Managers feel the derivatives pinch

european long/short equity

"There was a really big derivatives component in this correction which we haven't seen before," says Peter Schell, head of research at Park Place Capital, most significantly variance swaps, used by many managers to trade volatility, in May's painful crunch.

Banks selling them must hedge positions with strangles, he notes. "When the market moves too much, the banks have to sell gamma," he says. When the market fell significantly, it collapsed at 4 o'clock, he says. "It's like 1987. It's portfolio insurance gone funny."

"Quite a lot of May's decline was people selling index futures to give them a hedge on the downside," agrees Markus Rezny, fund manager at Griffin Capital Management. Variance swaps and credit default swaps, he agrees, were an important factor defining the market recently.

"There are new derivatives being used, the first time the market has corrected with these kinds of contracts," he adds. "It's given it a new characteristic, which at this point nobody understands." Whether the proliferation of these products adds significant risk to the system, with this being a warning sign, remains to be seen, he says. Schell says the future is uncertain. "We're right below an important resistance level, and right above an upward trend. It's difficult to think about it fundamentally because right now the market is totally schizophrenic," Schell says. "Bad economic numbers are actually good for the equity markets because it means rates aren't going to go up."

Hugues Le Maire, fund manager of Rothschild's European long/short Blackpoint fund of hedge funds, says 36 months of an almost uninterrupted bull market has created overvaluation and encouraged most managers to run long-biased portfolios, many gross long in excess of 100%. There has been little shorting, except of indices, understandable as shorts have been costly to execute, difficult to find and unprofitable, he adds.

"There's a new guy (Ben Bernanke) at the Fed, so people listen more carefully and they think he's saying misleading things," notes Rezny. "When there's a new Fed governor, everyone always gets very uptight, and they say he has to learn how to talk to the markets."

Markets have been moving according to macro factors, not micro factors. Le Maire notes first quarter data had been priced in before the correction and second quarter data had not yet arrived. However, he sees the first signs of a return to stock-specific trading that will create more opportunities for long/short managers, especially on the short side. He expects more stock-specific shorts, as opposed to index shorts, in the forthcoming, more discriminating market.

"There is a slightly inverted yield curve in the US which, strangely, no-one seems to be talking about," says Schell. "That generally means a significant economic slow-down. So we're having a tough time being enthusiastic about growth-sensitive stocks. We'd prefer to short them on any strength," despite almost uniform optimism among companies.

Norway has been the region's worst performer with its heavy exposure to the commodity sector, Rezny says, while most other markets have behaved similarly.

Park Place has made money in Norway on the short side, for example in SeaDrill, though it has also made some losses on its longs there. Particularly badly hit, he notes, were any companies associated with metals.

Only some stocks with strong defensive qualities proved exceptions. Nutreco, a Dutch company that makes animal feed, was very steady throughout the period, he notes. A cash-rich company, there was widespread belief it would return cash to investors or use it for wise acquisitions.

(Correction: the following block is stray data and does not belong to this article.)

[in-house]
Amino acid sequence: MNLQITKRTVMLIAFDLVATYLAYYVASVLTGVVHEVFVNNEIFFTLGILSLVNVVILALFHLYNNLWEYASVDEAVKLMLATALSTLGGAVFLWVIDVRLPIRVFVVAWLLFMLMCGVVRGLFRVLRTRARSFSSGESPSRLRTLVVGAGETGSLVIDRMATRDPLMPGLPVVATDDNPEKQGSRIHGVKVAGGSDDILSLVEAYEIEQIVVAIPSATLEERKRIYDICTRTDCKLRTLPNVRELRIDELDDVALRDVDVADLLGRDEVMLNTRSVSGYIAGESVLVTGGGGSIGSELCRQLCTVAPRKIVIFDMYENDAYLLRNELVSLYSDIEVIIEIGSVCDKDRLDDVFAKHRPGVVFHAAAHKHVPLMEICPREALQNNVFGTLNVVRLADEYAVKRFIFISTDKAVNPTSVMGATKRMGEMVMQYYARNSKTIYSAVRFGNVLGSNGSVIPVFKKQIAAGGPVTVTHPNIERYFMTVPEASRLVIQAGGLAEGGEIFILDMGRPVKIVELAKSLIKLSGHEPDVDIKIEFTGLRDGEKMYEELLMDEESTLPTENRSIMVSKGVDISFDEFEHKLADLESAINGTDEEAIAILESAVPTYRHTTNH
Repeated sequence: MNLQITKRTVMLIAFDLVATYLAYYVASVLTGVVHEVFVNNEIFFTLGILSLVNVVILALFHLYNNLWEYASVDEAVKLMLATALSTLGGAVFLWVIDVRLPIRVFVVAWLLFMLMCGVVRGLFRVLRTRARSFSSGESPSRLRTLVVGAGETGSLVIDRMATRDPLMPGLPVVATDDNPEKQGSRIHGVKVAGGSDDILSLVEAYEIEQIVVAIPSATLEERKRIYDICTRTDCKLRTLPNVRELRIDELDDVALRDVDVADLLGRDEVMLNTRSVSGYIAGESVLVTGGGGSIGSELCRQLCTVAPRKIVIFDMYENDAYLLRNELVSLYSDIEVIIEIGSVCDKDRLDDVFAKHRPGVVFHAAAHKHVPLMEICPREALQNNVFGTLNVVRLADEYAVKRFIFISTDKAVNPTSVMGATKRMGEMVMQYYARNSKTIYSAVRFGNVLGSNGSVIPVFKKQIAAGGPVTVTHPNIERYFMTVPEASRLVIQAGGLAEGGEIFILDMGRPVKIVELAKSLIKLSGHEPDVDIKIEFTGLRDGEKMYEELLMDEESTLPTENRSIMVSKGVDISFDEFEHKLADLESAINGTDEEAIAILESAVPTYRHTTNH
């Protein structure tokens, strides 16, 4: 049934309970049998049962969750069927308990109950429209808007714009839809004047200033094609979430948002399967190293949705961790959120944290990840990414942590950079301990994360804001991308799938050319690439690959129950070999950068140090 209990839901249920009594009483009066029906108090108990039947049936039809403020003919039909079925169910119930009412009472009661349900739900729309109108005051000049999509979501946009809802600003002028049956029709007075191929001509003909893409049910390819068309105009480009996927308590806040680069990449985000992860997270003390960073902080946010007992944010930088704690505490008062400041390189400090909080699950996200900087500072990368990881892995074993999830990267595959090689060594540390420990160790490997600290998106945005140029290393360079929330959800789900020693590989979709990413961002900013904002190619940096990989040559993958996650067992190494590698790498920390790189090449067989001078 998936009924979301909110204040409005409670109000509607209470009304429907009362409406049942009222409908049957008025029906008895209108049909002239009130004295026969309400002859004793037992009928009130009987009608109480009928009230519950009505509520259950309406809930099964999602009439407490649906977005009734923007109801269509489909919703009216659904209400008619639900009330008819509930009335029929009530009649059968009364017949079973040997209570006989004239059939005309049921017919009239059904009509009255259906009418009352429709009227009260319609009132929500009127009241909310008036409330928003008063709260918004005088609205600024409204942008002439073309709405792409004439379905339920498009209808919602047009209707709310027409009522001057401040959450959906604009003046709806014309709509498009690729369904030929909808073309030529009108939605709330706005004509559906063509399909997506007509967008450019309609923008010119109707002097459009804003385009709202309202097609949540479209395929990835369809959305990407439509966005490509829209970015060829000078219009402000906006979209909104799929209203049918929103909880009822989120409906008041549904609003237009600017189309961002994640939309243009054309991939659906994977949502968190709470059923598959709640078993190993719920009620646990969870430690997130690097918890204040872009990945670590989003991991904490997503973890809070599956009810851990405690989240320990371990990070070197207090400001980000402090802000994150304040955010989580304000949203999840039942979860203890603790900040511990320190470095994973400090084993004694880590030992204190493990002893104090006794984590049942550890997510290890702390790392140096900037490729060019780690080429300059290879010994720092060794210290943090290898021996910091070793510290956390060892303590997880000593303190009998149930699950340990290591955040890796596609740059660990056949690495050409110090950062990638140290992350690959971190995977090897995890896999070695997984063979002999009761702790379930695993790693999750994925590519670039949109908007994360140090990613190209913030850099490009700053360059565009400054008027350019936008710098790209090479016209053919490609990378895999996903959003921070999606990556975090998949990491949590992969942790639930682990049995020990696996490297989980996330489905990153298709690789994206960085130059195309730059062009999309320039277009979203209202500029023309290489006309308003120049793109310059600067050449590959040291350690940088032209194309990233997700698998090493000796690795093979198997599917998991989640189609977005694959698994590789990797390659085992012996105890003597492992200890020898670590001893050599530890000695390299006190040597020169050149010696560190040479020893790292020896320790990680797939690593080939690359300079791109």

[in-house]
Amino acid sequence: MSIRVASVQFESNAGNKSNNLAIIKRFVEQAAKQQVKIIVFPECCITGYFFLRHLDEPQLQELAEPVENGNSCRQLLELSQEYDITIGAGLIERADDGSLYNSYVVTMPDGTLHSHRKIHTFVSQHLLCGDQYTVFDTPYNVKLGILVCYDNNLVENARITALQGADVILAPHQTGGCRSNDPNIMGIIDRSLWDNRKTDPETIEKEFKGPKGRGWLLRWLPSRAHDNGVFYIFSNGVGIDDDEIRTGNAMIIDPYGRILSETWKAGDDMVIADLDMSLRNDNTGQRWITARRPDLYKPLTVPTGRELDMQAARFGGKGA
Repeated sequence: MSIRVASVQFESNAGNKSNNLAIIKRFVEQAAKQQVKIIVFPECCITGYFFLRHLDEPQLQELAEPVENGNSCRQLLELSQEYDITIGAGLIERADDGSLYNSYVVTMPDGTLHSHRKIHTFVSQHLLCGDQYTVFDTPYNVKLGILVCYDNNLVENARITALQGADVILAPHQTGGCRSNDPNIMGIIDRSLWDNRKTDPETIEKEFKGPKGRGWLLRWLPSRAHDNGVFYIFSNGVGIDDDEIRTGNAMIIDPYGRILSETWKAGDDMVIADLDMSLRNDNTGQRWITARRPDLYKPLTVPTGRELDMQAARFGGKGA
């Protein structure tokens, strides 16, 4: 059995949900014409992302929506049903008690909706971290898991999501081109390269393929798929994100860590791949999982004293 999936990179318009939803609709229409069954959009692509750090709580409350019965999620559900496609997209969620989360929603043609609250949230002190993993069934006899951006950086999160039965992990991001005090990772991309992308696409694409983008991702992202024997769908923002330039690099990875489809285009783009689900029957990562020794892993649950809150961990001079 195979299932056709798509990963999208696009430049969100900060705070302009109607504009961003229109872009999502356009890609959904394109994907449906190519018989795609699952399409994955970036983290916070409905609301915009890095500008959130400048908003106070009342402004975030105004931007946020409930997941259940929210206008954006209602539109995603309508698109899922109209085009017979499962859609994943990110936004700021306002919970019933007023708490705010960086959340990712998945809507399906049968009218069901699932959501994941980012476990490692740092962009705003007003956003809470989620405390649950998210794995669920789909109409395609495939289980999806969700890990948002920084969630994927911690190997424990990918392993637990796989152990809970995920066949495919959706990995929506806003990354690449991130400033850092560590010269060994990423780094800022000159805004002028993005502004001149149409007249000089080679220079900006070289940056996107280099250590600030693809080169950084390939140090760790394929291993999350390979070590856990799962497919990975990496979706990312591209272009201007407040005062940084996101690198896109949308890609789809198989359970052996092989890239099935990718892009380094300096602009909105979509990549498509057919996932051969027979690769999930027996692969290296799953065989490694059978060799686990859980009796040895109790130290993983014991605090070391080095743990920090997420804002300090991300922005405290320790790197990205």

Park Place approached May de-levered from 2.5 to 1.5, without changing its moderate short exposure in expectation of a market correction, but was surprised by the extremity of the move. Its short position, which it still holds, is tactical rather than strategic, Schell notes. It still lost 40bps in June.

Griffin is also adopting a defensive position, scaling down its overall exposure, though it does not use leverage even when it has high conviction.

"Compared to other corrections, the market has not recovered. In the old days, you got a short sharp correction with lots of damage, a brief bottom and a significant bounce," says Schell. In this instance, a small bounce was followed by a second fall.

Rezny disagrees: "I have the charts in front of me now and they are V-shaped," he says, though "it is understandable that people feel bearish." Griffin is currently running a moderate net long position.

Le Maire comes out on the side of Schell, believing June performance overall to be flat or slightly down. He says the volatility outlook has improved, while a higher level of dispersion will benefit long/short managers generating alpha. Liquidity considerations are less favourable, though not a cause for major concern.

He says two months of market panic have not yet translated into significant redemptions because year-to-date performance has remained positive. Confidence will melt away if losses turn YTD returns negative, he says, though managers should find upcoming market conditions more suited to generating returns. He is confident in his investments, with Blackpoint running a concentrated portfolio of 16 managers, all with experience in bear markets.


Variance swaps, used to hedge volatility, are among the derivatives that managers believe contributed to the market corrections they witnessed in May.

Norway was Europe's worst-performing region in May, largely due to that country's exposure to commodities.

Managers were surprised by the severity of May's falls, but many have not yet seen any significant redemptions.

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